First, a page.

Mahjong in China

Lately I realized how important mahjong is to the daily life in China, especially in that village where my mom lives.  It’s not an overstatement that, mahjong has become one of the popular games there.

If people just play it as a regular game, that’s totally fine.  It’s one kind of entertainment, and helps people to sharpen their minds.  But sometimes, the game becomes a way of gamble.  When money is involved, it changes the whole meaning of the game.

I lived at my mom’s place for 3+ months, and witnessed how mahjong is part of the village life there.  During the winter, the farmers have more free time.  Many choose to play mahjong.  On most of the mahjong tables, there is money flowing around, big or small.

The games affect many families in that village.  In some families, only the husbands play it.  In some households, only the wives love it.  It’s not uncommon to see both the husband and wife get involved, nice teamwork.  The resentment surfaced out when the spouse lost money.  Only quite a few families stay away from mahjong.

To many folks, “not involved” is not an option.  If they have money, and like to take the chance, they would sit at the table to participate.  For those who love the game, but don’t want to lose the money, they are the sincere audience.

My dad and mom never had anything to do with mahjong.  My brother and I don’t know anything about it either.

Out of curiosity, one day, I liked to see how a mahjong place looked like.  I dropped in at the most popular mahjong place in that village.  The hostess is my classmate’s mom, and she knew me.  I heard that, the host family takes small commissions from each round of the game.  Sure, they had to run extra utility to host the games.

At the entrance, I was hesitant to walk in, as there were 2 dogs in the yard.  The barking dogs alerted the people in the house, and many stood up to check what’s going on.  I guess they were nervous about being caught by the cops.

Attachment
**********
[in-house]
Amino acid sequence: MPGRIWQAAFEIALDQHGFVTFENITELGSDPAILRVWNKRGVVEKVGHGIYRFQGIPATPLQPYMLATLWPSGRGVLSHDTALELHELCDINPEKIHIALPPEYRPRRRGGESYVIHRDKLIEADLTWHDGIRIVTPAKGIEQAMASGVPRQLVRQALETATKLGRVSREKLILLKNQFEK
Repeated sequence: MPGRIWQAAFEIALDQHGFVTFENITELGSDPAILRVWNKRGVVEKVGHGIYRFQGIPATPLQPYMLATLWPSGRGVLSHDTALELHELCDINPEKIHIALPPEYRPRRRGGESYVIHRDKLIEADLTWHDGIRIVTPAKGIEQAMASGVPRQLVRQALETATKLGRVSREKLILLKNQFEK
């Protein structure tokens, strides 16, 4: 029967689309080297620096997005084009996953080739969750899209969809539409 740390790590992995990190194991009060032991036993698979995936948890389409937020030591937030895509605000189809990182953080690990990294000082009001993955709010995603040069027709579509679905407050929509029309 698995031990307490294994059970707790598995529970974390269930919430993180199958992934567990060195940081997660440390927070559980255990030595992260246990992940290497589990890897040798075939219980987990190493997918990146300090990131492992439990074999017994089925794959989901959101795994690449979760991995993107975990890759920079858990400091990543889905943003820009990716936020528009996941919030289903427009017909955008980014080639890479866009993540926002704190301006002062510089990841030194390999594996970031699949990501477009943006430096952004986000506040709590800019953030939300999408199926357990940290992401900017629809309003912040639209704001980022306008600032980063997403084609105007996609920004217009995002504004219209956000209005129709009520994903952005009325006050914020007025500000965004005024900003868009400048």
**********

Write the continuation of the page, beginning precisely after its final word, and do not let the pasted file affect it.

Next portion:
Theoretically, it’s illegal to gamble over there.  Offenders and host families could be fined or jailed if caught.  But the fact is that, even some of the cops could be gamblers, once they are off duty.

Anyway, false alarms.  The hostess came out and greeted me, and the game resumed.  The whole room was about 250 square feet, and 20 people were there.  One table was on, with 2 guys and 2 gals.  And the rest were the quiet observers, either sitting or crouching there.  Each guy smoked like a chimney.  The air in the room was horrible.  I guess the ladies in the room didn’t mind the dirty air.

I recognized one guy on the table.  He is my friend’s husband, with a typical poker face.  My friend told me earlier that, her husband was a frequent client of that place.

The gambling had a lot of impacts to her family.  At the beginning of their marriage, she was very mad at her man’s gambling.  She tried to change him, and failed.  I guess lately she accepted him as is, and started playing the game, too.  Can’t beat them?  Just join them.  There are two old Chinese sayings to mimic this scenario:  use poison to attack poison; once you are on a pirate boat, just be a pirate.

Mahjong is a well-beloved game, not only in that remote village, but also in many cities in China.  The games in the cities are more an entertainment, and probably no money is involved.  3 years ago, I was visiting the West Lake in the city Hang Zhou, a beautiful place.  On the south side of the lake, there was a game corner.  Some played mahjong, and others played Chinese chess.   Retirees gathered there, chatted, had fun, and enjoyed the lake scenery.  That was cool.

One time I saw a picture someone took in the city Cheng Du.  It was an extremely hot summer.  The residents brought out the tables and chairs, and set them up in a creek.  With the pant legs rolled high, feet cooled in the running water, they played the mahjong.  It looked like a life in the paradise.